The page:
[10] This paragraph also highlights the reason why we would use the term "Shop Class" (rather than "Art Class", as suggested by one reader) in our title for this paper. While papercrafting is a discipline that undoubtedly has its artistic side, it is the specifically tangible engineering and "craft" side of the discipline that interests us for the purpose of this paper. In contrast, a focus merely on integrating computation and art would not bring the tangible side of our work into the same sort of high relief: after all, much computational art (whether or not it expressly integrates mathematical ideas) remains as intangible as many other computational products.

[11] Cf. the discussion in Csikszentmihalyi et al. (1993, p. 107 and p. 195), in which the motivation of high school students specializing in the arts is contrasted with the relatively lower motivation of students specializing in science.

[12] An interesting example along these lines is provided by the Barbie Fashion Designer software (Mattel Toys, El Segundo, CA), through which children may decorate and print out (directly onto fabric) fashion designs for dolls.

[13] Eisenberg and Eisenberg (1998) is devoted to a much more extended discussion of these issues.




Footnotes and URLs

[1] The thirteen Archimedean solids (Holden, 1971) are an important class of semiregular solids -- i.e., polyhedra all of whose faces are regular polygons and all of whose vertices are surrounded by identical arrangements of faces. In the case of the cuboctahedron, the shape is composed of six squares and eight equilateral triangles.

[2] MacScheme. Lightship Software. Available through Academic Distributing, Dewey AZ

[3] Only four operations are visible at one time, but the user may change the visible set by selecting the "arrow" icon toward the bottom of the Solid Operations window.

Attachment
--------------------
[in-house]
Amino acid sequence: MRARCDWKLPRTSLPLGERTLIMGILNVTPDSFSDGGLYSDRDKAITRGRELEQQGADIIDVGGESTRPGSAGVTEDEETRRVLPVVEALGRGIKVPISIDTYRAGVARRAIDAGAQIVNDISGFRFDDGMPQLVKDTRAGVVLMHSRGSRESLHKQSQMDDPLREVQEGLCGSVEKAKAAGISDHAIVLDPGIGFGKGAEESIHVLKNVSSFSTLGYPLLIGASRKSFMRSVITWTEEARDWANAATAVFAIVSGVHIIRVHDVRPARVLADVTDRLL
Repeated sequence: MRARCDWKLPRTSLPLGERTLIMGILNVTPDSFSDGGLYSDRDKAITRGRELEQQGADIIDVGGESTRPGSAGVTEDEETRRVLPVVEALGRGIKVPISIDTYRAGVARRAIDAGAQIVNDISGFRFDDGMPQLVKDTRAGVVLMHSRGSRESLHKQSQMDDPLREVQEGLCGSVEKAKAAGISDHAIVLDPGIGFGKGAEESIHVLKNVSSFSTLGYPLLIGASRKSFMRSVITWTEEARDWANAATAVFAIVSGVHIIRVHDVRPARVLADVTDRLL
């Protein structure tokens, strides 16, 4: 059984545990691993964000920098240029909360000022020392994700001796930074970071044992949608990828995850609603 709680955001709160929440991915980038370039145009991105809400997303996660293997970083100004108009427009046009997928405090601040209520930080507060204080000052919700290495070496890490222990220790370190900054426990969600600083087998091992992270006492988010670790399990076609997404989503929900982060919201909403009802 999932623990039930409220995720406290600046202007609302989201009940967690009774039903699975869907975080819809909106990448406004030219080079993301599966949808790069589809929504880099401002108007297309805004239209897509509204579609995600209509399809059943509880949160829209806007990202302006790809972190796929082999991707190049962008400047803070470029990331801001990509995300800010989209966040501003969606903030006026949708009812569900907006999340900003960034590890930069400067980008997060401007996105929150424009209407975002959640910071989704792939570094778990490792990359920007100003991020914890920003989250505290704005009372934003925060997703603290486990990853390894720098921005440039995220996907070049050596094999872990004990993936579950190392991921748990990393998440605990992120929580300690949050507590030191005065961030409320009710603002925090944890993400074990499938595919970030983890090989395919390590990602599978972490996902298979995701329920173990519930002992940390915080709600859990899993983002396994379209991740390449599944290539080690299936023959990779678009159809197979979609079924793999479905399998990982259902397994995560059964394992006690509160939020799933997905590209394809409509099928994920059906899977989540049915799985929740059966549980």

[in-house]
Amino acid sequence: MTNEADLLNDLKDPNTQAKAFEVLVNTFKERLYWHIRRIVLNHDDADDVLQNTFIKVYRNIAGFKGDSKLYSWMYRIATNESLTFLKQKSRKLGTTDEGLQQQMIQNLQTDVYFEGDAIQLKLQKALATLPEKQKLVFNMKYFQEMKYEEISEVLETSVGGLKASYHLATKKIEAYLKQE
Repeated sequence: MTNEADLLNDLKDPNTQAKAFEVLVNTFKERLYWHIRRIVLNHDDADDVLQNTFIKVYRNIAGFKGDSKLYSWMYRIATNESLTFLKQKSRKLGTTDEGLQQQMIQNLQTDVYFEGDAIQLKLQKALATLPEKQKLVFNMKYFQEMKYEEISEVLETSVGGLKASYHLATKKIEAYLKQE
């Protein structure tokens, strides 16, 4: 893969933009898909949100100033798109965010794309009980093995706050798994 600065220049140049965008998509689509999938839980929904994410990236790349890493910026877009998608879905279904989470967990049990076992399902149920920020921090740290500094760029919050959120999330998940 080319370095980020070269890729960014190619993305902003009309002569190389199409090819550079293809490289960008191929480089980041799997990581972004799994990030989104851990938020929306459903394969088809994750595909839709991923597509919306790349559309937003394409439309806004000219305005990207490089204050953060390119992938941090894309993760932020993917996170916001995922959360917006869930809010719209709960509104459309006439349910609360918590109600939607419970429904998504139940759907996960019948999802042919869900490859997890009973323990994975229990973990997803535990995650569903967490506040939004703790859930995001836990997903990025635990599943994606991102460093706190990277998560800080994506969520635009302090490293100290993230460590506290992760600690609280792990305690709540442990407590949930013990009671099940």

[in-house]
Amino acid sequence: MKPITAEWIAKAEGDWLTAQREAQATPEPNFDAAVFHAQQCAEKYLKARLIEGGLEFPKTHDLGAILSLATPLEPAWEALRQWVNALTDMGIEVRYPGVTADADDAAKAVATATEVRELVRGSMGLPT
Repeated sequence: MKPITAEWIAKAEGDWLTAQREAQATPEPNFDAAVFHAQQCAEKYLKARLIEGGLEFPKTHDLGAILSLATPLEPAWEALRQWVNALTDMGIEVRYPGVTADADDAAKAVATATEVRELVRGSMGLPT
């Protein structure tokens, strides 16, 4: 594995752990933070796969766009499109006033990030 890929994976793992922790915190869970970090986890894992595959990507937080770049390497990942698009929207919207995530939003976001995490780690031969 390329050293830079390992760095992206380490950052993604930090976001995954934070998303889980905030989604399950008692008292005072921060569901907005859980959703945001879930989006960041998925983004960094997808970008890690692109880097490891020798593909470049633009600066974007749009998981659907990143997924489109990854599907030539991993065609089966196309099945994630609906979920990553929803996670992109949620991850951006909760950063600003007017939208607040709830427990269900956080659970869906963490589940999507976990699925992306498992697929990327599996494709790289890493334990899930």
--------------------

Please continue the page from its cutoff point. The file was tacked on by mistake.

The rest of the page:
[4] To be specific -- and for the knowledgeable reader interested in detail -- the usual technique would be to add extra tabs to every edge when the entire net was first cut from the paper; as the net was assembled, the user would subsequently cut away any unnecessary tabs. One reader of an earlier draft asked whether students might, in fact, benefit from the process of calculating tabs. The honest answer to this is that we simply don't know -- such a task might in fact provide good exercise in spatial cognition, but it might also prove sufficiently tedious so as to dissuade some students from even attempting complex constructions. In any event, HyperGami's tabbing feature is too new for us to offer, even informally, any empirical observations on this score.

[5] Our current website can be accessed at <http://www.cs.colorado.edu/~eisenbea/hypergami>

[6] Tabs+. The Knowledge Tree, Inc., 554 Merton Street, Toronto, Ontario, Canada., M4S 1B3.

[7] Shape Up! Sunburst Communications, Inc. Pleasantville, NY <http://www.sunburst.com>

[8] Touch-3D. Lundstrom Design, Stockholm, Sweden <http://www.algonet.se/~ludesign>

[9] Form.Z. Auto.Des.Sys, Inc. Columbus, Ohio.

[10] This paragraph also highlights the reason why we would use the term "Shop Class" (rather than "Art Class", as suggested by one reader) in our title for this paper. While papercrafting is a discipline that undoubtedly has its artistic side, it is the specifically tangible engineering and "craft" side of the discipline that interests us for the purpose of this paper. In contrast, a focus merely on integrating computation and art would not bring the tangible side of our work into the same sort of high relief: after all, much computational art (whether or not it expressly integrates mathematical ideas) remains as intangible as many other computational products.

[11] Cf. the discussion in Csikszentmihalyi et al. (1993, p. 107 and p. 195), in which the motivation of high school students specializing in the arts is contrasted with the relatively lower motivation of students specializing in science.

[12] An interesting example along these lines is provided by the Barbie Fashion Designer software (Mattel Toys, El Segundo, CA), through which children may decorate and print out (directly onto fabric) fashion designs for dolls.

[13] Eisenberg and Eisenberg (1998) is devoted to a much more extended discussion of these issues.